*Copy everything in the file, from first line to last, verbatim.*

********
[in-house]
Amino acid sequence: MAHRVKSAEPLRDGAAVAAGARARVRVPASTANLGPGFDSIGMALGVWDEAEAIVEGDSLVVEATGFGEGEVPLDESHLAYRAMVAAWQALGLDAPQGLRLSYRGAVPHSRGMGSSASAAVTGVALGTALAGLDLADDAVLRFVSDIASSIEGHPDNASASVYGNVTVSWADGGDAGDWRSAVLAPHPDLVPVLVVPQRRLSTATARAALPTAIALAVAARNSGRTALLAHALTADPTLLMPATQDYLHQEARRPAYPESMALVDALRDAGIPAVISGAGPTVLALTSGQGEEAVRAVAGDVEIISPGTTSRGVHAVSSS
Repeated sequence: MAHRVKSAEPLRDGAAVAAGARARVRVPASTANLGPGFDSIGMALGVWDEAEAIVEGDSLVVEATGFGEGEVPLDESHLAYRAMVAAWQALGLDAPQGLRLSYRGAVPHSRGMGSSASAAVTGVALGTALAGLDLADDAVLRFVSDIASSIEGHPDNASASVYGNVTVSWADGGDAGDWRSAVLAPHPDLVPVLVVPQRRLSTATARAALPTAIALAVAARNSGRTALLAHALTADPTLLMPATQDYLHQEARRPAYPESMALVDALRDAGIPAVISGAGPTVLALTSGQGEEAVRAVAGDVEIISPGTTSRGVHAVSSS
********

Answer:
[in-house]
Amino acid sequence: MAHRVKSAEPLRDGAAVAAGARARVRVPASTANLGPGFDSIGMALGVWDEAEAIVEGDSLVVEATGFGEGEVPLDESHLAYRAMVAAWQALGLDAPQGLRLSYRGAVPHSRGMGSSASAAVTGVALGTALAGLDLADDAVLRFVSDIASSIEGHPDNASASVYGNVTVSWADGGDAGDWRSAVLAPHPDLVPVLVVPQRRLSTATARAALPTAIALAVAARNSGRTALLAHALTADPTLLMPATQDYLHQEARRPAYPESMALVDALRDAGIPAVISGAGPTVLALTSGQGEEAVRAVAGDVEIISPGTTSRGVHAVSSS
Repeated sequence: MAHRVKSAEPLRDGAAVAAGARARVRVPASTANLGPGFDSIGMALGVWDEAEAIVEGDSLVVEATGFGEGEVPLDESHLAYRAMVAAWQALGLDAPQGLRLSYRGAVPHSRGMGSSASAAVTGVALGTALAGLDLADDAVLRFVSDIASSIEGHPDNASASVYGNVTVSWADGGDAGDWRSAVLAPHPDLVPVLVVPQRRLSTATARAALPTAIALAVAARNSGRTALLAHALTADPTLLMPATQDYLHQEARRPAYPESMALVDALRDAGIPAVISGAGPTVLALTSGQGEEAVRAVAGDVEIISPGTTSRGVHAVSSS